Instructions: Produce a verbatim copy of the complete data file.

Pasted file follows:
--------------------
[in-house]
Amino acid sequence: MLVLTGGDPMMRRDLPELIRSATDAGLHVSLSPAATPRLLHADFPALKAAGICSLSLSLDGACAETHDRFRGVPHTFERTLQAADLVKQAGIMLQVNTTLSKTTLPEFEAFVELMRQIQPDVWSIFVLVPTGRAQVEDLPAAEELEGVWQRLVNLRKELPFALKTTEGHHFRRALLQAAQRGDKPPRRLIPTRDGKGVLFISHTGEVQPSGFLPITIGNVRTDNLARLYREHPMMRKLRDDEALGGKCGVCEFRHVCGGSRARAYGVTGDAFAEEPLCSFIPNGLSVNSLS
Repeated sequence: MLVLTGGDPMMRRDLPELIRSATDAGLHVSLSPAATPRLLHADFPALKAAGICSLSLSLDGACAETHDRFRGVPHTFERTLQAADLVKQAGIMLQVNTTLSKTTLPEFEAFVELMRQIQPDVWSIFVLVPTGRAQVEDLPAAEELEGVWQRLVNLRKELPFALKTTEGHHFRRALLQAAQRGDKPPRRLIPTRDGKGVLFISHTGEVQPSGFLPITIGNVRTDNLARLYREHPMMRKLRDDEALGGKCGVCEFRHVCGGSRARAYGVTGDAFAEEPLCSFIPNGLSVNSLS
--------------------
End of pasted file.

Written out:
[in-house]
Amino acid sequence: MLVLTGGDPMMRRDLPELIRSATDAGLHVSLSPAATPRLLHADFPALKAAGICSLSLSLDGACAETHDRFRGVPHTFERTLQAADLVKQAGIMLQVNTTLSKTTLPEFEAFVELMRQIQPDVWSIFVLVPTGRAQVEDLPAAEELEGVWQRLVNLRKELPFALKTTEGHHFRRALLQAAQRGDKPPRRLIPTRDGKGVLFISHTGEVQPSGFLPITIGNVRTDNLARLYREHPMMRKLRDDEALGGKCGVCEFRHVCGGSRARAYGVTGDAFAEEPLCSFIPNGLSVNSLS
Repeated sequence: MLVLTGGDPMMRRDLPELIRSATDAGLHVSLSPAATPRLLHADFPALKAAGICSLSLSLDGACAETHDRFRGVPHTFERTLQAADLVKQAGIMLQVNTTLSKTTLPEFEAFVELMRQIQPDVWSIFVLVPTGRAQVEDLPAAEELEGVWQRLVNLRKELPFALKTTEGHHFRRALLQAAQRGDKPPRRLIPTRDGKGVLFISHTGEVQPSGFLPITIGNVRTDNLARLYREHPMMRKLRDDEALGGKCGVCEFRHVCGGSRARAYGVTGDAFAEEPLCSFIPNGLSVNSLS